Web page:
Yale has declined over $6 million in federal aid, even as the University’s budget contracts under the weight of an economic recession.
The United States Department of Education announced on April 9 that the federal government would allocate funding to institutions of higher education in order to provide grants to students. The DOE decided the total amount allocated to each institution based on internal formulas, but as long as universities dedicated at least half of the total grant money to students, schools had the autonomy to decide how to use the rest of the money. While DOE data shows that Yale could have received $6,851,139, the University has chosen to refuse these funds.
“Though Yale is experiencing great budgetary pressure as a result of the pandemic, the university has decided not to seek these emergency funds,” an April 23 press release reads. “Instead, we hope that the Department of Education will use Yale’s portion of the funding to support colleges and universities in Connecticut whose continued existence is threatened by the current crisis.”
The federal government set aside $14 billion for higher education as part of the two trillion dollar aid package signed into law on March 27. Yale’s refusal of its share of the funds came days after President Donald Trump and others criticized Harvard University for the $8.7 million it would receive against its $40.9 billion endowment. Trump and other prominent Republicans attacked Harvard on social media, saying that the money allocated to Harvard should go to schools with fewer resources.
“This is ridiculous. Taxpayer relief funds should go to those in real need. Harvard University has a $41bn endowment—the largest in the world,” Sen. Ted Cruz tweeted on Sunday. “Put another way, Harvard’s endowment is $13mm per student, or $171mm per faculty member.”
Since the initial criticism, Harvard has pledged not to take advantage of these new federal funds. When asked if Yale took action in response to the backlash faced by Harvard, Vice President for Communications Nate Nickerson told the News that the University made its decision for reasons outlined in the press release, such as the admission that the money should be directed toward other Connecticut institutions instead.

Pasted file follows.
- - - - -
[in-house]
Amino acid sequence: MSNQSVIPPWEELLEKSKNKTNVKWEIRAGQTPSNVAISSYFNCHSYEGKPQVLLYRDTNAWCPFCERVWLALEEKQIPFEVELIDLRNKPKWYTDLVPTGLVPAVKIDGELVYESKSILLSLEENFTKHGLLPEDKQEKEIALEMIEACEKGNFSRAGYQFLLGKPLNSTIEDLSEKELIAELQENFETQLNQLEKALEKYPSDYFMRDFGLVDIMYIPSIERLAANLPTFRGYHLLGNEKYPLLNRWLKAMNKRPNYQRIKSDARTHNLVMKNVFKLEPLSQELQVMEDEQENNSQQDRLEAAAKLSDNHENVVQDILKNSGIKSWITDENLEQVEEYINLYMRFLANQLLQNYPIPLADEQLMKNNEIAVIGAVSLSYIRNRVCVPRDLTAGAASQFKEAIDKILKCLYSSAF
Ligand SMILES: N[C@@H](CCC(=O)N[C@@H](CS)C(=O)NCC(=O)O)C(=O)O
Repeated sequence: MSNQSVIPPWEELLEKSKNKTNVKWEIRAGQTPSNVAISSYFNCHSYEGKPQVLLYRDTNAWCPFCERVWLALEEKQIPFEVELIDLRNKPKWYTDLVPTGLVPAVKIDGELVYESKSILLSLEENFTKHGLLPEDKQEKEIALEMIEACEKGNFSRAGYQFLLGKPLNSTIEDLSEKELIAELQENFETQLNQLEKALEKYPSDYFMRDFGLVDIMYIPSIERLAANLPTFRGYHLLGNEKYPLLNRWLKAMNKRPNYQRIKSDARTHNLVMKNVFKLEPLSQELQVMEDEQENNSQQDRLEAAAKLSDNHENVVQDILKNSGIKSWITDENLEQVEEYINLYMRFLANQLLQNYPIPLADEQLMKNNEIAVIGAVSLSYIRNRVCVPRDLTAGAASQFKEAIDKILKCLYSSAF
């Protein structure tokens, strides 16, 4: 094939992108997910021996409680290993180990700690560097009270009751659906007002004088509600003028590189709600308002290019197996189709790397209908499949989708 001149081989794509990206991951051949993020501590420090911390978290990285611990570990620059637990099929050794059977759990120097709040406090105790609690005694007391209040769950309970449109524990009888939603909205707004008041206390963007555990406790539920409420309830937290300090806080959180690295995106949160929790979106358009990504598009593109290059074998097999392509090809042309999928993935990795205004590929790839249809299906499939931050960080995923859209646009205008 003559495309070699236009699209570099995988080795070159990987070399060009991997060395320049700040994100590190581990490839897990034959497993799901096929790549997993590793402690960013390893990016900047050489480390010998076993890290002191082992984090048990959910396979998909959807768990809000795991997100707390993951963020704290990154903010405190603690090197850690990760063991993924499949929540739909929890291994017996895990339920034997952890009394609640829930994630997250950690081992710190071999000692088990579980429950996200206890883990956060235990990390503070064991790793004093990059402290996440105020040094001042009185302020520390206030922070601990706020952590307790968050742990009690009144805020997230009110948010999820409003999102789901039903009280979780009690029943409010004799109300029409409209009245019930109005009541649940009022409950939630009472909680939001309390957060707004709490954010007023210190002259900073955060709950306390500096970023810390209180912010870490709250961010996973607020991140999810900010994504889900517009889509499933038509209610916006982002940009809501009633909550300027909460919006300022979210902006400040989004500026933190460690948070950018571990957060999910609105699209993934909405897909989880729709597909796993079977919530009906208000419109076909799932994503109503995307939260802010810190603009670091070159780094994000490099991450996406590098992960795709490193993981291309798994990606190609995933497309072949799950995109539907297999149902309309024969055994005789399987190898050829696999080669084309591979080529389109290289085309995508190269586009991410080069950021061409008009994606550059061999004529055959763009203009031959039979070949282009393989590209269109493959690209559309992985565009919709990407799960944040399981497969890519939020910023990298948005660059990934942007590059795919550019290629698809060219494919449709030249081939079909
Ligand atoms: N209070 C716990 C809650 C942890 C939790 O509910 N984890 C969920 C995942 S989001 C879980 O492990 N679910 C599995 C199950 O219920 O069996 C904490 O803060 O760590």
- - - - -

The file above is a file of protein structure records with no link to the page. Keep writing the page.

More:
Relative to other institutions, the grants slated for the Ivy League were comparatively small — for example, the federal government allotted $63.5 million to Arizona State University while awarding $12.8 million to Columbia University.
Yale also added in its press release that its refusal of federal aid will not mean a decrease in financial assistance to students “at this critical time.”
In interviews with the News, students expressed differing views and shared similar concerns with the University’s decision to decline the federal grant.
“Yale’s decision not to receive funds from the federal government under the CARE Act is fraught,” Reilly Johnson ’22 told the News. “Under the provisions of the Act, at least 50% of the grant money would have to go to meeting the basic needs of undergraduate students, which includes covering ‘expenses such as food, housing, technology, child care and health care’ according to Secretary of Education Betsy DeVos. That Yale, an institution with a $30 billion endowment, has declined the CARES Act funding means that it must commit to covering these needs of students itself.”
Johnson explained that “buying flights and paying the last month or so of students’ on-campus job wages” is insufficient on the University’s end. She believes that by declining the federal grant, Yale has made itself “directly responsible” for meeting the needs of students, at least by matching the $6.8 million it would have received.
Unlike Johnson, Ayanle Nur ’23 told the News that he believes Yale made the right decision in declining the grant, pointing to its sizable endowment, “hands in Puerto Rican debt” and the taxes it “avoids paying” in New Haven.
“That’s hundreds of millions of dollars each year that Yale has refused to pay,” Nur said. “To think even for a second that Yale should accept more money from the government is truly ridiculous. Yale has profited at the expense of others for far too long. Yale can and should be doing more during this crisis.”
Christian Robles ’23 also supports Yale’s decision to decline money from the CARES Act. He believes Yale’s “already bloated” endowment provides “sufficient” funding to help students weather the crisis. Robles also thinks there are higher-education institutions in the state and country that are “in more dire need” of the aid.
The Coronavirus Aid, Relief, and Economic Security Act was signed into law by President Trump on March 27.
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